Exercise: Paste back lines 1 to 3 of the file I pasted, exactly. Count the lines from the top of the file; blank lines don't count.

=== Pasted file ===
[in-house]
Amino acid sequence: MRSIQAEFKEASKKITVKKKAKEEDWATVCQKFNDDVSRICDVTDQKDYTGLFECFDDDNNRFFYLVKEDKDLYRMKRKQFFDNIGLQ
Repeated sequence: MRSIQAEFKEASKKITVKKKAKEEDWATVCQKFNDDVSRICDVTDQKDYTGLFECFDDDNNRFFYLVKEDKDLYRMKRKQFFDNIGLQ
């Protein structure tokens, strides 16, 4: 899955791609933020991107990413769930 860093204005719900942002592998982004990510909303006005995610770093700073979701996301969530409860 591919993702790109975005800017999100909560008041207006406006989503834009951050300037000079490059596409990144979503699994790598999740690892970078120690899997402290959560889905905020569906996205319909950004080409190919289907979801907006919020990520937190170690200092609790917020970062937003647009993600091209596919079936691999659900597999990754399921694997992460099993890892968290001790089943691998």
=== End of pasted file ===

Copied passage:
[in-house]
Amino acid sequence: MRSIQAEFKEASKKITVKKKAKEEDWATVCQKFNDDVSRICDVTDQKDYTGLFECFDDDNNRFFYLVKEDKDLYRMKRKQFFDNIGLQ
Repeated sequence: MRSIQAEFKEASKKITVKKKAKEEDWATVCQKFNDDVSRICDVTDQKDYTGLFECFDDDNNRFFYLVKEDKDLYRMKRKQFFDNIGLQ